Implanting a vagus nerve stimulator in a ten-year old boy with pharmacoresistant symptomatic epilepsy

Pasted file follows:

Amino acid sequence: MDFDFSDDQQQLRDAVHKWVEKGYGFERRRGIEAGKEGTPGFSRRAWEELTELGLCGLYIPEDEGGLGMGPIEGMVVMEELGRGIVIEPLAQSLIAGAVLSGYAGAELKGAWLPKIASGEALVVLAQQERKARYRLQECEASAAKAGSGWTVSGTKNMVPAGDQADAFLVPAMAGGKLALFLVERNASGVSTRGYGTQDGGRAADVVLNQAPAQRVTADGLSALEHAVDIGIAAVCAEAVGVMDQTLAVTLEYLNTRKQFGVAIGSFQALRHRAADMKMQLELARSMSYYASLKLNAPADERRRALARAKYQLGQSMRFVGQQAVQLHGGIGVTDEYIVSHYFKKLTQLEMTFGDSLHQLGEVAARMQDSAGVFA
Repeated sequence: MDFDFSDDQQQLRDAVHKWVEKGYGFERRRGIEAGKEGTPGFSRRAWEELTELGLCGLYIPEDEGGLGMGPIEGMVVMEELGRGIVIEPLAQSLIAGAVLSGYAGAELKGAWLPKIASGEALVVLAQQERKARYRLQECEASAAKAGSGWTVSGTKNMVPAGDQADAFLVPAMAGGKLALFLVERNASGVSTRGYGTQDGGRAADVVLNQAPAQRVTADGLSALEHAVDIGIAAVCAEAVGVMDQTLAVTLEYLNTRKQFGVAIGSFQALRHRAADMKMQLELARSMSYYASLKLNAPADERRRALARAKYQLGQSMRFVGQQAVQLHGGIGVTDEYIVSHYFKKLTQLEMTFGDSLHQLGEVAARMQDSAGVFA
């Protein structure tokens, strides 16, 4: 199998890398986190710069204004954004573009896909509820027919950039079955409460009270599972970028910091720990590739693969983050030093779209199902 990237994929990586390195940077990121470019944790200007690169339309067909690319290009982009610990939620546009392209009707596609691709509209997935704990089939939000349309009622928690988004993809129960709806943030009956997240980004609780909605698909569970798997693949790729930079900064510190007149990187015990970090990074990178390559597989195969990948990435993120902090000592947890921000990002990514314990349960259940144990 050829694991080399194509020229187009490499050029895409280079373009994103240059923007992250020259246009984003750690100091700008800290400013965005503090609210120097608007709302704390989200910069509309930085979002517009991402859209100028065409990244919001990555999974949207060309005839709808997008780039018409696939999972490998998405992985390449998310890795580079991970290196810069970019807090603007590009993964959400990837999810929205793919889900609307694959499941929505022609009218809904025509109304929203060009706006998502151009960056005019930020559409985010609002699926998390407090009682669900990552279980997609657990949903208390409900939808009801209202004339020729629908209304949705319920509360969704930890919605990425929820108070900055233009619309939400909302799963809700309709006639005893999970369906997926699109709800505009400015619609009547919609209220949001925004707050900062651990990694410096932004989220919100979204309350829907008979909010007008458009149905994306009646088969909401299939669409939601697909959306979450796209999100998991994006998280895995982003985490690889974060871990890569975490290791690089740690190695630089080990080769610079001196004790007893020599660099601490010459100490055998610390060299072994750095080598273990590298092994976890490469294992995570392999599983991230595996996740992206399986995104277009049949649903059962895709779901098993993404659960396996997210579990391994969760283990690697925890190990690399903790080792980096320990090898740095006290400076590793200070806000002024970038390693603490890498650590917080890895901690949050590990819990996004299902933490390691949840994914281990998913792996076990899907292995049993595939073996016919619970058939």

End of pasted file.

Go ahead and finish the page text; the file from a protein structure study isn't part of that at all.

We present a patient, a ten-year old boy who has brain damage in the irrigation region of the middle cerebral artery and suffers from pharmacoresistant epilepsy, and at the age of just under 11 years he had a vagus nerve stimulator implanted. The family history is negative for epilepsy, non-epileptic and other cerebral seizures. He was born from the second, regularly controlled pregnancy on term. Due to threatened asphyxia and slow heart beat the birth was concluded by vacuum extraction, and after the birth he was primarily reanimated, and his APGAR score was low. At three months of age, due to suspected hemiparetic form of the right extremities he was hospitalized for diagnostic examination and an MR of the brain was performed. Organic brain damage was confirmed in the left hemisphere in the irrigation area of the ACM as a result of perinatal damage in the form of thrombosis or haemorrhage. He had his first generalized convulsion at 4 months, but no continuous AET was introduced at that time. He received physical therapy both as an in and out patient. At six years of age, after an attack of vertigo lasting five minutes with unstable gait and acutely altered EEG with a spike wave complex, AET was introduced using carbamazepine. From this time on partially complex seizures followed which made him briefly disturbed and disoriented, sometimes with perioral cyanosis with piloerection and derealisation. After the first epileptic convulsion (grand mal) status, valproates were also introduced. Grand mal seizures continued from that time, on average 2-3 times a year, with frequent epileptic status and he was hospitalized on several occasions with intensive treatment and endotracheal intubation in order to calm the seizure. After two years of treatment, valproates were replaced by topiramat and carbamazepine with oxcarbazepine. Due to the further frequent seizures he also received lamotrigine, and topiramate was discontinued and later replaced with levetiracetamon. So despite three anti-epileptics (levetiracetam, lamotrigine, oxcarbazepine) he was still having seizures. In the last year (but also previous years) before the installation of the vagus nerve stimulator, he had on average 5-6 complex partial seizures a week, 2-3 times a month a simple partial motor seizure, an atonic seizure up to 3 times a year (then frequently in series or status). In his neurological status there was slight right-hand hemiparesis together with cerebral palsy. The EEG finding was diffusely paroxysmally dysrhythmically altered with elements of spike wave complexes of a slower variety by the focal left F-T-P. During several days of video EEG monitoring two partial complexes of epileptic seizures were confirmed, with temporal pseudo-absence and the accompanying changes to the EEG finding. A neurosurgeon was consulted, who, in view of the pharmacoresistant seizures, suggested surgical treatment of the epilepsy, that is one of three options: hipocampectomy, resection of the apical part of the temporal lobe, or implantation of a vagus nerve stimulator. In view of the clinical picture of epileptic seizures and the findings of the electrophysiological examinations and the pharmacoresistant form of the disease, the neurosurgeon indicated the implantation of a vagus nerve stimulator, having previously informed the parents about the procedure, the effectiveness of the treatment and possible side effects. After the pre-operative work up, at the age of 10 years and 11 months the boy had a vagus nerve stimulator implanted. The previous AET was continued and after the implantation of the vagus nerve stimulator the number of seizures decreased significantly. We would conclude that earlier consideration should be given to the possibilities of surgical treatment of epilepsy if it demonstrates the criteria of refractoriness since these methods, alongside the suitable antiepileptic therapy, contribute to improving the quality of life of the patient with symptomatic epilepsy.

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